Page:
Lifestyle

How Can NHS Staff Deal With The Night Shift

Whether you’re a newbie or experienced, working the night shift can often prove to be difficult. Although the responsabilites don’t differ from day to night, the night shift does require you to make some quite significant adjustments to your own personal routine as well as new challenges presenting themselves.

Night shifts do vary, with many typically starting at 11pm and finishing at 7am, but we know that an 8 hour day is often a luxury and in fact, the hours are extended for longer with some even starting shifts as early as 8pm and finishing at 8am the next morning. With these long hours, it presents the challenge of getting into a routine that allows you to be fresh and ready for the shift, whilst also trying to get those much needed hours sleep during the day.

Sleeping Tips

    • Blackout Curtains – Perfect, especially during the summer months, blackout curtains can help to create an environment that mimics that of nighttime, blocking out the daytime sun and making it easier to sleep.
    • Avoid Stimulants – Coffee might work wonders for you on shift or before you start but having one when you get home or even at the end of your shift isn’t the best idea. It will keep you up and make sleeping even harder.
    • Limit Shift Changes – It can take time for your body to adjust to your new sleeping pattern, which is why it’s best to try and avoid or at least limit to many shift changes. Alternating form day to night every other day is not healthy and you’ll begin to find your body clock spin out of control.

Sleep is the most important part if you find yourself on the night shift, it can be hard making the switch but once you’ve found yourself in a regular pattern, you’ll begin to see improvements and that the night shift isn’t filled with as much dread as you first thought.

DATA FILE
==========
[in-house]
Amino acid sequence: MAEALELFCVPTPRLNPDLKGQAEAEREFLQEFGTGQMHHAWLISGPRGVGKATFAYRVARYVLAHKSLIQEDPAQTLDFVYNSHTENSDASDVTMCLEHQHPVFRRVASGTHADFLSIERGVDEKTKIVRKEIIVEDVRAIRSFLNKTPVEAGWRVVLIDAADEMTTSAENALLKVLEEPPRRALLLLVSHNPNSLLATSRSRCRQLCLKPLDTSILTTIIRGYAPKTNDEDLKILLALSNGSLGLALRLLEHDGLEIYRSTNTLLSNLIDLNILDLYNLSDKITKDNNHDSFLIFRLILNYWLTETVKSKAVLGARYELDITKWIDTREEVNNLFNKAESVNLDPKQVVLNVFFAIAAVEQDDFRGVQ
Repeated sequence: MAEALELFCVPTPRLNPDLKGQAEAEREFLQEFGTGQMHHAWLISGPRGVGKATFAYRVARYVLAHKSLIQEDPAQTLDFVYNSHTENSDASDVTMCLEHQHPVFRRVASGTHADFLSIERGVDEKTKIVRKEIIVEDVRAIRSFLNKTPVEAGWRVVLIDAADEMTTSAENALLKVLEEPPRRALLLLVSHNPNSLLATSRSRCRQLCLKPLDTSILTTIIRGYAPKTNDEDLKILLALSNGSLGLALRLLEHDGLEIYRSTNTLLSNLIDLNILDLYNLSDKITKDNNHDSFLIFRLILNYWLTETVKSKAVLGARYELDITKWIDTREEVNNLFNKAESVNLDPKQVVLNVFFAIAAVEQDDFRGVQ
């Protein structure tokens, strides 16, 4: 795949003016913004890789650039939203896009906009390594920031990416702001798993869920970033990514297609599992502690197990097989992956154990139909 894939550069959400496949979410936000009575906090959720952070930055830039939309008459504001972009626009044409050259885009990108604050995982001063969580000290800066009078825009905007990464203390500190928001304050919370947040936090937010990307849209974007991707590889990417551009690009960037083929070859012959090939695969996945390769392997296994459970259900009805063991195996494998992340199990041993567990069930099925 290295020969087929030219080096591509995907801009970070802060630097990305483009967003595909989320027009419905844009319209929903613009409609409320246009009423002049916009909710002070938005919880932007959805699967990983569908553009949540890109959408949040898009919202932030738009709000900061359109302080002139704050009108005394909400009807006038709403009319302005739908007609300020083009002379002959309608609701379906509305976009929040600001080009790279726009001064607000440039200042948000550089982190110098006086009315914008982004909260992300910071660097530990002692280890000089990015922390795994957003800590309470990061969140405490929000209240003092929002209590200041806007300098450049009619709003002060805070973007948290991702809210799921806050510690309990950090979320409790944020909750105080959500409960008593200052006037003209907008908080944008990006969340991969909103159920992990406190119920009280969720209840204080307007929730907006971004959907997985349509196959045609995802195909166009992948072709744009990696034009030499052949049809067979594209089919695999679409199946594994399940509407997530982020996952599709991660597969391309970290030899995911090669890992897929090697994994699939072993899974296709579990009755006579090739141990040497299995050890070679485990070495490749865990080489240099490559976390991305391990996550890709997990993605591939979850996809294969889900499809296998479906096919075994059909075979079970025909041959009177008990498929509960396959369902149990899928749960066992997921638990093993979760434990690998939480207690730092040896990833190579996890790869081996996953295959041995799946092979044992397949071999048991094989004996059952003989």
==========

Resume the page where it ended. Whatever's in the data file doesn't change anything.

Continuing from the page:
On Shift Tips

    • Bond with your co-workers – sometimes it’s easier said than done but getting along with the people you work with can improve your night shift experience. Nurses and healthcare staff rely so much on each other and being a part of a team, so ensure you’re playing your part by binding with those you work with.
    • Be constructive to stay busy – The night shift may have more sleeping patients and less incomings but there almost needs to be a stronger mental will with quiet hours and a slower-paced atmosphere being found on the night shift, so ensuring you re keeping your mind active and alert is important, especially if a patient is in need. Catching up on paperwork, more one on one time with those patients who are awake meaning better care are some ways to keep yourself ticking over.

Biggest Challenges

Working in the healthcare industry always presents so many challenges which the staff and everyone involved work hard to ensure they are overcome, and even make some sacrifices to help those in need. Some of the biggest challenges night shift staff can face, outside of sleep and staying alert is managing social activities and finding that work/life balance.

But night workers have all day free….

Not quite. The need for sleep and rest is still vitally important and once sleep has been achieved either side of a shift, you are left with a few hours at most to really try and be social. Throw in errands, preparing for work and that time becomes dramatically shorter. Not to mention its a lot harder to be social when everyone you know is at work during the day. 

Do you work the night shift? Let us know in the comments below what tips you would give to somebody who is preparing for their first night shift.

Remember if you work in the healthcare sector in any roles, day or night, you can get access to hundreds of amazing discounts, along with cashback and vouchers when you sign up for free to Health Service Discounts.

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